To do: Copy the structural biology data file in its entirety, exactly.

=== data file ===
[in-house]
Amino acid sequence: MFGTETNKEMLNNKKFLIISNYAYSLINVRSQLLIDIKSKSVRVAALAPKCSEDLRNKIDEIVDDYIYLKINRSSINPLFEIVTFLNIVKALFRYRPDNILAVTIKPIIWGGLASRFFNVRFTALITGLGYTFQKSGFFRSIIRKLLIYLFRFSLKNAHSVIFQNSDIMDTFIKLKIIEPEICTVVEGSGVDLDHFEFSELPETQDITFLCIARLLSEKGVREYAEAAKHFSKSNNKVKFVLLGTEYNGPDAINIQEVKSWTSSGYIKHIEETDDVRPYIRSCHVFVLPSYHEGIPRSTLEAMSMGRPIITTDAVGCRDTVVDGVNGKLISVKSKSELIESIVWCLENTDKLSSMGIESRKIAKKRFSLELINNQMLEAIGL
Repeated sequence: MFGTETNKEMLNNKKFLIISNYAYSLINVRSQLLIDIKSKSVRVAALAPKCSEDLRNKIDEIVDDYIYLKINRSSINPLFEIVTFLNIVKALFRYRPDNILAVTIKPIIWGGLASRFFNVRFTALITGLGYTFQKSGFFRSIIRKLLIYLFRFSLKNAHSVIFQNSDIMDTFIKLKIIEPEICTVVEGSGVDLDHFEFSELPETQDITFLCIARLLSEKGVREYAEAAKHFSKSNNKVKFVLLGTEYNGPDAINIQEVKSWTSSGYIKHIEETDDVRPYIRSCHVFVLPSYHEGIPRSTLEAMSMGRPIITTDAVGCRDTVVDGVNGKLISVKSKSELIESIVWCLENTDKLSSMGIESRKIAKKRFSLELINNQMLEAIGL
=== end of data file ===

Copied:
[in-house]
Amino acid sequence: MFGTETNKEMLNNKKFLIISNYAYSLINVRSQLLIDIKSKSVRVAALAPKCSEDLRNKIDEIVDDYIYLKINRSSINPLFEIVTFLNIVKALFRYRPDNILAVTIKPIIWGGLASRFFNVRFTALITGLGYTFQKSGFFRSIIRKLLIYLFRFSLKNAHSVIFQNSDIMDTFIKLKIIEPEICTVVEGSGVDLDHFEFSELPETQDITFLCIARLLSEKGVREYAEAAKHFSKSNNKVKFVLLGTEYNGPDAINIQEVKSWTSSGYIKHIEETDDVRPYIRSCHVFVLPSYHEGIPRSTLEAMSMGRPIITTDAVGCRDTVVDGVNGKLISVKSKSELIESIVWCLENTDKLSSMGIESRKIAKKRFSLELINNQMLEAIGL
Repeated sequence: MFGTETNKEMLNNKKFLIISNYAYSLINVRSQLLIDIKSKSVRVAALAPKCSEDLRNKIDEIVDDYIYLKINRSSINPLFEIVTFLNIVKALFRYRPDNILAVTIKPIIWGGLASRFFNVRFTALITGLGYTFQKSGFFRSIIRKLLIYLFRFSLKNAHSVIFQNSDIMDTFIKLKIIEPEICTVVEGSGVDLDHFEFSELPETQDITFLCIARLLSEKGVREYAEAAKHFSKSNNKVKFVLLGTEYNGPDAINIQEVKSWTSSGYIKHIEETDDVRPYIRSCHVFVLPSYHEGIPRSTLEAMSMGRPIITTDAVGCRDTVVDGVNGKLISVKSKSELIESIVWCLENTDKLSSMGIESRKIAKKRFSLELINNQMLEAIGL